The Four "C"s Of Dealing With A Selling Agent - May 2023
May 23, 2023 / Written by Rich Harvey
I once heard it incorrectly said that nobody walks away from a deal happy because the buyer thinks they pay too much, and the seller thinks they accept too little. That’s rarely been my experience with property buying. We often find that “happy place” in a negotiation between professionals where everyone gets what they want out of the arrangement – and I put much of that success down to the relationships we have with selling agents.
The thing everyday purchasers sometimes forget is how important the selling agent is in the process. In fact, the way you treat the agent has a lot to do with reaching a successful outcome.
I’ve broken down the selling agent relationship into four essential “C”s. Adopt these as your mantra and you will go a long way toward having a positive purchasing experience.
Listen to your mum… there is no substitute for good manners and respect.
I’ve seen the opposite happen on both sides of a real estate transaction. There are buyers who seem almost purposefully rude to the agent. They treat it like some power play. They’ve convinced themselves that being abrupt and uncommunicative makes them the “Alpha” in the deal. They’re convinced it’s giving them some sort of leverage.
I’ve even seen some agents try and do the same over the years, although it’s been thankfully rare in recent years. After all, experienced agents with professional longevity know that selling is all about relationships.
As a buyer, you must be courteous. Don’t be rude or abrasive. Never mock or scoff. Be on time for open homes and appointments. Take a moment to thank the agent for having an open home or calling to follow up on your thoughts.
The agent is your conduit to the seller. They see polite buyers as genuine prospects that are easy to deal with.
Yes, the agent’s aim is to get the best possible outcome for their seller, but if they have a buyer who is easy to deal with, they’ll want to get them over the line. Why? Because they know that the settlement period will run more smoothly with an accommodating and respectful buyer.
For fans of the TV show Ted Lasso, there’s a great scene involving a darts game that perfectly sums up the advantages of the Walt Whitman quote, “Be curious, not judgemental”.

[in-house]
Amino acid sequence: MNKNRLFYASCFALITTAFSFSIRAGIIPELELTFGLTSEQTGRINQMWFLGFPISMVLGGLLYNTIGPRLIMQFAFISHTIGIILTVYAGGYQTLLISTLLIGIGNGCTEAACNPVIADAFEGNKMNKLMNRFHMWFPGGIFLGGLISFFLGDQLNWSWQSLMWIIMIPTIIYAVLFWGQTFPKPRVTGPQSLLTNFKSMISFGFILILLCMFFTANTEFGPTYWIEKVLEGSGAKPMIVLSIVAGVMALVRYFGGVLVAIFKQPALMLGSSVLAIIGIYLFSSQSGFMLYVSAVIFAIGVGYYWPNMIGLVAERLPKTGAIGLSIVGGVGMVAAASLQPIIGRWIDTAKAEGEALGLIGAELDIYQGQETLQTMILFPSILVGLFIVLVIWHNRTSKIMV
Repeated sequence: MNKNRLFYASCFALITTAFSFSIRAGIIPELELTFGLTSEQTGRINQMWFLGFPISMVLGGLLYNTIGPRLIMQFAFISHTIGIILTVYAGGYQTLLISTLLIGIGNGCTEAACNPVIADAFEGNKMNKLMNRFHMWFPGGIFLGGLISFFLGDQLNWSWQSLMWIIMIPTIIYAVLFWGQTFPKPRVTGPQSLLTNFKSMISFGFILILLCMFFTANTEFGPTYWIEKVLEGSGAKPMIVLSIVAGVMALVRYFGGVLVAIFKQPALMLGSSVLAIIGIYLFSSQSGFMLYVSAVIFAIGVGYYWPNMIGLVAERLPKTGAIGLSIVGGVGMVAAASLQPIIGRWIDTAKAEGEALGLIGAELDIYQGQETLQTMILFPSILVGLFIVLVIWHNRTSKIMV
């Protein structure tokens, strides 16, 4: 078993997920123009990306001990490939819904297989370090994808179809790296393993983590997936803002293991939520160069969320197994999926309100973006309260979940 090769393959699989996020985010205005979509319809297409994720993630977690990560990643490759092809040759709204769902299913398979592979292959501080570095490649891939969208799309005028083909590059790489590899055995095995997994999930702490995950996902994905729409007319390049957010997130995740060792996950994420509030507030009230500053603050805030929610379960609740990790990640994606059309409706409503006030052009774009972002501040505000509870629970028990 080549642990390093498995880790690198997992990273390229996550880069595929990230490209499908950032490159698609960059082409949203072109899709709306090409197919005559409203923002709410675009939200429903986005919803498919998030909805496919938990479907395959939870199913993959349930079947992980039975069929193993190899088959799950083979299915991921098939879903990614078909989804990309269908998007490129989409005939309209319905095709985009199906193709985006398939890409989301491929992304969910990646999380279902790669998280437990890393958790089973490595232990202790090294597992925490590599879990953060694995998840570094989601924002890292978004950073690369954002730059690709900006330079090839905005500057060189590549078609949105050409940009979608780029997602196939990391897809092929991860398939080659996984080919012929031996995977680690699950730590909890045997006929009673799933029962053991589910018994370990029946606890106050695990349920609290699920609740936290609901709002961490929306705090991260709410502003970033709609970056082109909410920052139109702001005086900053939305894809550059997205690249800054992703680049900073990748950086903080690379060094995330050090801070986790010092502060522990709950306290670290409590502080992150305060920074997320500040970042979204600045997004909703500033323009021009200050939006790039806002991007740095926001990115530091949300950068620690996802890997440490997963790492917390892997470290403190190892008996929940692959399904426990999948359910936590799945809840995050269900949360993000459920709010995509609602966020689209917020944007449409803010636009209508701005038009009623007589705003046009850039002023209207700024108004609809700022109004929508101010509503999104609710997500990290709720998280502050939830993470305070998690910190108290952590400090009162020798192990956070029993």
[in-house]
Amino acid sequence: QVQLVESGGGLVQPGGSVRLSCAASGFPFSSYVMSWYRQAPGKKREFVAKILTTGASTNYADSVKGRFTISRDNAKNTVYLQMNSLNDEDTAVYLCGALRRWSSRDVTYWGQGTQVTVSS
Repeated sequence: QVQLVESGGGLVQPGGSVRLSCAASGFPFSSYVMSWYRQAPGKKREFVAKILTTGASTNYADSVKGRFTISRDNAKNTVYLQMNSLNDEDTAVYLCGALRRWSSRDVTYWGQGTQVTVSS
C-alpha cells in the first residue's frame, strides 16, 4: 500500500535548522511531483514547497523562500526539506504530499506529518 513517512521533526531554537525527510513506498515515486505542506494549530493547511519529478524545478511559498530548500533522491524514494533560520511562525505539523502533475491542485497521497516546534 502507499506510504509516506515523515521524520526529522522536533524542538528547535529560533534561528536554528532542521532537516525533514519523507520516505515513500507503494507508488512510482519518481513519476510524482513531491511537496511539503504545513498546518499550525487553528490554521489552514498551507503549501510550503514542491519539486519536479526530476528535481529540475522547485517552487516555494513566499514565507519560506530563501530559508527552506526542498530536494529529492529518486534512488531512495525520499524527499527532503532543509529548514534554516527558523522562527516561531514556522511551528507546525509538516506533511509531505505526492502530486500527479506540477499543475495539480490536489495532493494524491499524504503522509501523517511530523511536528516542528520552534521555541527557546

While buying property is more serious than a game of darts, the same rules apply about the importance of curiosity.
Real estate acquisition is a major financial commitment. As such, you should want to know as much about the property as possible to help you make the right decision.
The agent will expect you to ask plenty of questions, so you should feel comfortable putting forward your queries. Also, professional ethics (and some applicable legislation) mean they will give you the correct answers to the best of their knowledge. If the house has known structural problems, or there are plans for a new build next door, they’ll tell you.
The agent also wants the settlement process to go smoothly so they won’t hide anything that could derail the deal later.
So be curious. Ask about comparable sales, and why they listed the property for the price they did. Ask how long it’s been on the market as well. If it previously went to auction, what price was it passed in for?
Be curious, and you will be well informed.
Use common sense
There is nothing more frustrating than dealing with people in a negotiation who demonstrate no common sense. If you apply common sense in your dealings, the agent knows they can work with your during the settlement.
I’ve spoken to agents who have seen buyers apply no common sense. One of the most common unfortunately is those who verbalise an offer, and then try and reduce the figure for no reason when it comes time to contract. I’ve even heard of a buyer who lied about a building report highlighting wet area damage. A costly reinspection by the seller’s building inspector proved it a falsehood, and the buyer had to proceed regardless. They simply thought the seller would offer a discount if they kicked up a stink.
So, think about your actions and consequences. Apply common sense in your dealings. Look at things from the other side of the equation and what the likely outcomes will be.
I talked about the adversarial nature of negotiation at the start, but remember that in almost every instance both you, the selling agent and the vendor want the same outcome – that the property will exchange.
As such, do everything in your power to make that happen, and they will do likewise. Let them know well in advance if there’s going to be a hiccough at your end. Perhaps your finance is taking a little longer than planned. If there’s a tenant who can only allow access at certain times, endeavour to have your consultants available during those periods.
Say there’s some minor works you think needs doing. Don’t get angry about it. Instead, look for ways to bring about a solution so that you can all move forward.
A joint effort by all parties can deliver a great result for everyone.
The four Cs are a template for better relationships and more productive deals. They are credo that professional buyers’ advocates live by.
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